become the iconographer ()
of creation, and through the construction of
the tabernacle he was ordered to imitate

() the creator, for the appearance

() of the tabernacle is an imitation
() of the earth and of the things
on the earth (PG 28:1097c); and Kosmas
Indikopleustes, Christian Topography 5.19
20, who states that the tabernacle was a
type (, cf. Exod. 15.30) of what Moses
had seen on Sinai, that is, an impress of the
whole world (
), Wolska-Conus ed., 2:3539.

Symeon of Thessalonike and the Theology of the Icon Screen


35 James of Kokkinobaphos, Hom. 4,

which remains unedited, at Vat. gr. 1162,
fol. 109v; cited in I. Hutter, Die Homilien
des Mnches Jakobus und ihre Illustration
(Vienna, 1970), 2:26; cf. 1:15759; cf.
Chrysostom, In Heb. hom. 15: By the tent
not made with hands he means the lesh.
And he called it a greater and more perfect
tent, since God the Word and all the energy
of the Spirit dwell within it, for it is not
by measure that God gives the Spirit to him
(John 3:34). And it is not made with
hands, for man did not construct it, but it
is spiritual, of the Holy Spirit (cf. Luke
1:29). He calls the body () a tent,
a veil, and heaven to the extent that one
thing or another is signiied (),
although they are called by the same word.
I mean, for instance, that heaven is a veil,
and the lesh of Christ is also a veil, for
it concealed his divinity (
) (PG 63:119, 139). See also
heodoret, Interpretatio in xiv epistulas s.
Pauli: In Heb. 9:1112; 10:1922 (PG 82:741,
749); idem, Eranistes, Ettlinger ed., 76.
36 For a detailed analysis, see H. Attridge,
he Epistle to the Hebrews (Philadelphia,
1989), who states that the document known
as the Epistle to the Hebrews is the most
elegant and sophisticated, perhaps the most
enigmatic, text of 1st-century Christianity
(p. 1). On Heb. 10:1920, see pp. 28387.

he basic liturgical division of the tabernacle, therefore, corresponds to the basic

division of creation, the veils of which conceal respectively the visible mysteries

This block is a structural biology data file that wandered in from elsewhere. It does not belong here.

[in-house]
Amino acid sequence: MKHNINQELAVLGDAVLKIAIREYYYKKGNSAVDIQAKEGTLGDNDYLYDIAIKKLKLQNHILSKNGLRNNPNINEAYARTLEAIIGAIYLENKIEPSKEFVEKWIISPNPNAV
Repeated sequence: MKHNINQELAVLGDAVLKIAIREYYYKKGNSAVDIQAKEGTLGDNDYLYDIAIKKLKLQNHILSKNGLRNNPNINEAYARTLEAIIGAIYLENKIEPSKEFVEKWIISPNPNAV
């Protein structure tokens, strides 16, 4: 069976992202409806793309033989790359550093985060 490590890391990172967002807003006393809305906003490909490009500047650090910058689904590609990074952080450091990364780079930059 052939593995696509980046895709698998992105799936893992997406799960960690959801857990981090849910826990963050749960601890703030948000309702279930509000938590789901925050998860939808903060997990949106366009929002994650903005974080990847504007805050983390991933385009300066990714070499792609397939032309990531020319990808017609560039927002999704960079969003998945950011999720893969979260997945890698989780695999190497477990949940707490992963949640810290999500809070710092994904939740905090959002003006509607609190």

of the universe and the invisible mystery of God.39 For later commentators,
including Philo, Josephus, and the author of the Epistle to the Hebrews, the veil
represented the boundary between the visible world and the invisible, between
being and becoming, between the world of the senses and that of the intellect.40
hose who passed through the veil were mediators, igures who functioned in
both worlds, and who through ritual sacriices united humanity with divinity.
In the context of the tabernacle liturgy, the high priest alone was permitted
to pass through the veil, and only on the Day of Atonement. On that day, he
wore special vestments fashioned exactly ater the manner of the veil, and they
too represented the fabric of creation (cf. Wisdom 18:24: For upon his long
robe the whole world was depicted). According to Philo, the high priest was a
igure of the heavenly high priest, that is, the Divine Logos, who likewise passed
through a veil, not in an ascent into the sanctuary, but in a descent from the
divine throne to earth (Wisdom 18:1416). As the Logos descended through
the veil of the heavens, it took form and became visible, clothing itself in the
elements of the creation: Now the garments that the supreme Logos puts on as
a raiment is the world, for he arrays himself in earth and air and water and ire
and all that comes forth from these.41 Arrayed in the perceptible garments of
creation, the Logos revealed itself to sensual apprehension and now stands on
the border ( ) as a mediator between creatures and their creator.42
he veiling of the Logos, which revealed its invisible presence by concealing
it, provided an important expression for the idea of incarnation, and passed
directly into Christian usage through Hebrews 10:1920.
With these ideas in mind, we may return briely to the iconography of
the Annunciation and the signiicance of its location on the threshold of the
sanctuary. he Virgins work on the veil of the Temple is an activity coincident
with the Incarnation, and it is the act of drawing out the thread that signiies
the moment of conception. In producing thread for the veil of the Temple, the
labor of Marys hands symbolizes the activity of her womb. Concealed (and thus
revealed) in a curtain of colored matter, the formless divinity is transformed
in the womb of the Virgin, who has rendered it dissemblant from its very self,
engendering a form for the formless through the folds of a garment, a veil of lesh.43